England return to the European Championships after an eight-year absence with new manager Roy Hodgson hoping to improve on what is a woeful record in the finals for one of Europe’s traditional stronger soccer nations.
England are the only European country to have won the World Cup, but never be crowned European champions and following a spate of injuries, there are very few indicators suggesting that England’s disappointing European record will improve this month.
Whether Hodgson, 64, named on May 1 as England’s new permanent manager following the departure of Fabio Capello in February, can bring success remains one of the many unanswered questions facing the Three Lions this month.
In eight finals appearances since 1968, they have only reached the semi-finals twice — in 1968, when only four teams took part in Italy, and in 1996 when they hosted the tournament.
Typically for England, though, the buildup has been blighted by injuries, with Frank Lampard, Gareth Barry and Gary Cahill all sidelined, while Rio Ferdinand was ignored as Cahill’s replacement by Hodgson, who preferred Liverpool youngster Martin Kelly instead, provoking the first real row of his reign.
The responsibility for leading England to success passed to Hodgson on May 1 only weeks before their Group D campaign kicks off against France in Donetsk, Ukraine, on Monday.
Further games against Sweden in Kiev on Friday next week and co-hosts Ukraine in Donetsk on June 19 are also considerable obstacles for England to overcome.
One note for optimism perhaps is that England looked organized at the back in Hodgson’s first two friendlies in charge, which both ended in 1-0 wins against Norway and Belgium. They may not have been pretty displays, but England looked hard to break down at least.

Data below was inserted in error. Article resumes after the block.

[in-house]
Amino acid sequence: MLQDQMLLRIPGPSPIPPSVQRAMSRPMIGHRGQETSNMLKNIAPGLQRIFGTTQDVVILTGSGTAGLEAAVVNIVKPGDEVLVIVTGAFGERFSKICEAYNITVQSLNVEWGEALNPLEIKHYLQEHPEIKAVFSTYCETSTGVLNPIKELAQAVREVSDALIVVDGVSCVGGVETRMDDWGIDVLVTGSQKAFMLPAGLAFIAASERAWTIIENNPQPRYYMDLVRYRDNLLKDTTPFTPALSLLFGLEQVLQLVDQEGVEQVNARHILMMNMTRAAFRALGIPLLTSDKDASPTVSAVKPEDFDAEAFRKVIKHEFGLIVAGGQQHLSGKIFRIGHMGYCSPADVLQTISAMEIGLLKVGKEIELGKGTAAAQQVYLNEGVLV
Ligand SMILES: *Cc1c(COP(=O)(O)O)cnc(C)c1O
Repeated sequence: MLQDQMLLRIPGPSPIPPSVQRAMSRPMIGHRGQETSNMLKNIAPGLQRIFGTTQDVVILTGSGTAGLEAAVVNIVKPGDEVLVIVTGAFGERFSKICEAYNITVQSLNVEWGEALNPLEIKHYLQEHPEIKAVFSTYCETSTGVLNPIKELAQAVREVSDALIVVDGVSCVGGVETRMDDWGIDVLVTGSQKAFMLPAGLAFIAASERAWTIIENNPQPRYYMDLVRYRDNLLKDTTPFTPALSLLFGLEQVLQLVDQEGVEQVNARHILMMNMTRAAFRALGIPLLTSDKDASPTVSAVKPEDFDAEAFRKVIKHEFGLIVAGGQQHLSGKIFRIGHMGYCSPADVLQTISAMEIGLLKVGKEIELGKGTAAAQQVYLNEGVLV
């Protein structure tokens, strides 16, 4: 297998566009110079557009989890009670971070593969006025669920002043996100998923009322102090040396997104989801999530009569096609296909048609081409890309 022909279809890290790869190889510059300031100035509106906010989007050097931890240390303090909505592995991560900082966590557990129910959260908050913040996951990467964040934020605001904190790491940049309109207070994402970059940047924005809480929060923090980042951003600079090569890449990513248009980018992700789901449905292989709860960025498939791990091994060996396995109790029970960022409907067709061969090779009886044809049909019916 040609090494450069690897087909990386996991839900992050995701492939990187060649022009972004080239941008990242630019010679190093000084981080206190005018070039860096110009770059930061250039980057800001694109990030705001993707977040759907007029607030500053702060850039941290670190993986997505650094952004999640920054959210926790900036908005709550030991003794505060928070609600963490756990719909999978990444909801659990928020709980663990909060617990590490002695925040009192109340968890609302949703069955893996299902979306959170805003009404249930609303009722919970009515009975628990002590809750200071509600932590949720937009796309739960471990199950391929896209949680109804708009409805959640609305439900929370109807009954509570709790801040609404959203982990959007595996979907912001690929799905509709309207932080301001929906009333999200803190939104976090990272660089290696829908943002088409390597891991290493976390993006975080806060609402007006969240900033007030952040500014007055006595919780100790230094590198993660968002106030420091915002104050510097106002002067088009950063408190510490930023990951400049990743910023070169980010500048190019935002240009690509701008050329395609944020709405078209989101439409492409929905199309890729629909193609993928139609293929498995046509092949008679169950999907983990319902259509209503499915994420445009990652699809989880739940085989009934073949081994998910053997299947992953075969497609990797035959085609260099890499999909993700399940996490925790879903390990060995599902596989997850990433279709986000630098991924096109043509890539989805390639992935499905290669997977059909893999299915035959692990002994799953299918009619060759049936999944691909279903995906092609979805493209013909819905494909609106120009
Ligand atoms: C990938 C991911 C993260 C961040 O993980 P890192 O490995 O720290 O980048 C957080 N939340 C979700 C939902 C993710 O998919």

The immediate target for Hodgson is to ensure there is no repeat of England’s dismal performances at the 2010 World Cup finals, where they went out to Germany in the round-of-16 after suffering their worst ever World Cup defeat — a 4-1 thrashing.
Capello was widely criticized for those performances and many felt he should have gone immediately afterwards, but he stayed on and England regained their self respect as they cruised unbeaten through the Euro 2012 qualifiers, winning five and drawing three of their eight games.
The only real blemish in the campaign came 17 minutes from the end of the last match against Montenegro in Podgorica on Oct. 7 last year when, with their place all but secured, striker Wayne Rooney was sent off for a senseless kick at defender Miodrag Dzudovic.
That ultimately resulted in Rooney, a player with undoubted match-winning pedigree, being banned for the first two matches of the finals against France and Sweden.
The Manchester United striker, who scored more than 30 goals for club and country during the season that has just ended, will be eligible to join the fray on June 19 when England play Ukraine, which could well be their last game in the competition.
There is no doubt that England’s players, used to playing at the highest level week in, week out in the Premier League with some of the world’s biggest names, have the capacity to do well.
Hodgson at least, who spent 15 months at West Bromwich Albion, does have previous international experience, having coached Switzerland, Finland and the United Arab Emirates national sides in the past.